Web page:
The latest gamble of president Lukashenko

By Nina Bachkatov

The vagaries of present international relations were highlighted on 24 May, when the agenda of the EU summit was highjacked by the forced landing of a Ryanair flight bound from Athens to Vilnius, at Minsk airport, to arrest an anti-Lukashenko’s blogger. EU leaders were expected to discuss EU relations with “aggressive” Russia and “post-Brexit” United Kingdom during the opening dinner; then, the following day, to move to key issues affecting European lives, such as climate changes and fighting the Covid epidemy. The manoeuvre of President Lukashenko cannot have been left without response, but it provided EU with the unexpected opportunity to demonstrate its decisiveness and unity, at very short notice. Continue reading “The latest gamble of president Lukashenko”

Belarus going nuclear, against all odds

By Nina Bachkatov

Technically speaking, the preliminary report of the European Nuclear Safety Regulators Group (ENSREG) about the Ostrovets Belarusian Nuclear Power Station reflects E.U. worries about its security. But political considerations are part of the equation, bearing in mind Belarus’ internal situation, the tortuous relations between the European Union and its Eastern Partnership’s allies, the unfinished creation of a single Baltic grid. And, the relations of the different actors with Russia. Continue reading “Belarus going nuclear, against all odds”

Navalny and Putin, the double challenge

By Nina Bachkatov

The latest episode concerning Alexei Navalny’s return to Moscow came on 18 January, when his lawyer tweeted that the City Court of Khimki decided to detain him for a month. He is accused of “systematic failure” to respect a 2014 tribunal decision giving him a suspended sentence under the condition that he would report twice a month to the police. Continue reading “Navalny and Putin, the double challenge”

The enduring myth of coloured revolutions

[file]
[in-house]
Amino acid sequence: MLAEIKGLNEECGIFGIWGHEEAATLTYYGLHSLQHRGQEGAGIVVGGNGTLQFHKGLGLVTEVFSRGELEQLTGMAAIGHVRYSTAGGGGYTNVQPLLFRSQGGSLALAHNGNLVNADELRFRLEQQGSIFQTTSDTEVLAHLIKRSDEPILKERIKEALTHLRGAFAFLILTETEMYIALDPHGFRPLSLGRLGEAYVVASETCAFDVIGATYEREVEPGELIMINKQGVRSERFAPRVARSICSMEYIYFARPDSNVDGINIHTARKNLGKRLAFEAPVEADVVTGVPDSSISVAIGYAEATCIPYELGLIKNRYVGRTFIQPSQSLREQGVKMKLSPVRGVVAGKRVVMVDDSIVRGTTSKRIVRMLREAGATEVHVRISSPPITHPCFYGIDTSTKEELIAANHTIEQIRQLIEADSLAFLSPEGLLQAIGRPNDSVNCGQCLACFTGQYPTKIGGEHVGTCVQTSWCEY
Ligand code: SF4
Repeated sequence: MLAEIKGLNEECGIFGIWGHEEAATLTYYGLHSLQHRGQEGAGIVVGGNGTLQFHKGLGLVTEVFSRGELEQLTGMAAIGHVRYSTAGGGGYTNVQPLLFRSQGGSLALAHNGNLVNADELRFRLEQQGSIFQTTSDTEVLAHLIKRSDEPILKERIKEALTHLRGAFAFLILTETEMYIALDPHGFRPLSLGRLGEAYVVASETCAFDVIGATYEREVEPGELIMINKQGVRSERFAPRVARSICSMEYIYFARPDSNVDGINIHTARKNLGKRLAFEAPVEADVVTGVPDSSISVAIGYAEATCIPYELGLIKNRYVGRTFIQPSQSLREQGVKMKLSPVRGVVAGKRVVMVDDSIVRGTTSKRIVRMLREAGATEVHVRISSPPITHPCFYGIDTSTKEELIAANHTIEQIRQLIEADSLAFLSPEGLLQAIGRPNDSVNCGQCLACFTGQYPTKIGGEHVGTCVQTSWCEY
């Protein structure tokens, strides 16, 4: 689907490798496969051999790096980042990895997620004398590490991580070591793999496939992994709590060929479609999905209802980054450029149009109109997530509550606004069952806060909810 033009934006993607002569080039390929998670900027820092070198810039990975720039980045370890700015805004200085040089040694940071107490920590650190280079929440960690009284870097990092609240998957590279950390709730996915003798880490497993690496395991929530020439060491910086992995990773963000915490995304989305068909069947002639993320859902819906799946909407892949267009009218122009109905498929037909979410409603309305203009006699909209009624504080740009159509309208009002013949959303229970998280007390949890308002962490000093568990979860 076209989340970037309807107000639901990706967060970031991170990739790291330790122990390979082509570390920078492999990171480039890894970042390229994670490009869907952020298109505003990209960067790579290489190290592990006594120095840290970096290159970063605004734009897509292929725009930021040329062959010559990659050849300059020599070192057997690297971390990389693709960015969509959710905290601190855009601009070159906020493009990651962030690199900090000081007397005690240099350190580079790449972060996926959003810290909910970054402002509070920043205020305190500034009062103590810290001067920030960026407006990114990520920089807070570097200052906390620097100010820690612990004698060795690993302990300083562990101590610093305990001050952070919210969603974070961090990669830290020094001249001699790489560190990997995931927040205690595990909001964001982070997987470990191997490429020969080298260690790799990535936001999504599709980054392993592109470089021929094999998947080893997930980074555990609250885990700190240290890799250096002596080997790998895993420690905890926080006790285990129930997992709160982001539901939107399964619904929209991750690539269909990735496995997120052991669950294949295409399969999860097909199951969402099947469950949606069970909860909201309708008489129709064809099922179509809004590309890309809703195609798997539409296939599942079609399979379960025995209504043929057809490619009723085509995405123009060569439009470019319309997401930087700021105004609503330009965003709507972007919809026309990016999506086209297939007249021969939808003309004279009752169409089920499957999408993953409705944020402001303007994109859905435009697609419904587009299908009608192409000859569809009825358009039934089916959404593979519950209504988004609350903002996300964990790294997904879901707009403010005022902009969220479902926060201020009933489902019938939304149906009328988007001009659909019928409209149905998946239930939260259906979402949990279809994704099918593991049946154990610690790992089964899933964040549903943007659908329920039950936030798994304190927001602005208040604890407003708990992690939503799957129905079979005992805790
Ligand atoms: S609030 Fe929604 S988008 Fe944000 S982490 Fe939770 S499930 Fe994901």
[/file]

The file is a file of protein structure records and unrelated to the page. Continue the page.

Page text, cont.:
By Nina Bachkatov

Events in Belarus and Kyrgyzstan prompted references to “coloured revolutions”, an expression forged in 2003 when the first peaceful “revolution”, in Georgia, replaced the old guard inherited from the Soviet period by a new Western trained generation. A year later, the same pattern was used in Ukraine, then in Kyrgyzstan in 2005. Continue reading “The enduring myth of coloured revolutions”

Belarus – Armenia dilemnas

By Nina Bachkatov

With all eyes on Belarus, the latest eruption of violence in the Caucasus came as a shock. But, in fact, both crises were highly predictable due to internal and geopolitical complexities. At least they sent a strong signal to the West about the importance of geography and history over ideology. They highlight the danger of reducing the world affairs to a simplistic opposition between pro-Western and pro-Russian forces. Continue reading “Belarus – Armenia dilemnas”

Belarus lessons

By Nina Bachkatov

Whatever might happen in Belarus, the crisis that shacked the country is teaching lessons about the limits of antidemocratic regimes and the limits of outsiders’ influence. Weeks after his disputed reelection, Alexandr Lukashenko, president since 1994, is still confronted to an unusual form of contestation while his opponents face a president unwilling to follow the path of former Ukrainian president Yanukovich. Continue reading “Belarus lessons”

Political energy again dividing Russia and Belarus – differently

By Nina Bachkatov and Andrew Wilson

The latest energy crisis between Russia and Belarus followed a yearly routine, with partners discovering at the end of December that new contracts for energy deliveries have not been signed for next year. As usually, disagreements concern the prices that the producer wants to obtain and those the clients is ready to pay. From gas deliveries, the clash extended to oil. Continue reading “Political energy again dividing Russia and Belarus – differently”

The new regional axis Minsk-Kiev

By Nina Bachkatov and Andrew Wilson

Belarus president does not want the world to forget that the first agreements on Donbass were signed in its capital, Minsk, in February 2015, and that it represented a diplomatic success for the man still qualified at the time by Westerners as “the last dictator of Europe”. It led indeed to a thaw in the relations between Belarus, the European Union and Washington without antagonising Moscow. Continue reading “The new regional axis Minsk-Kiev”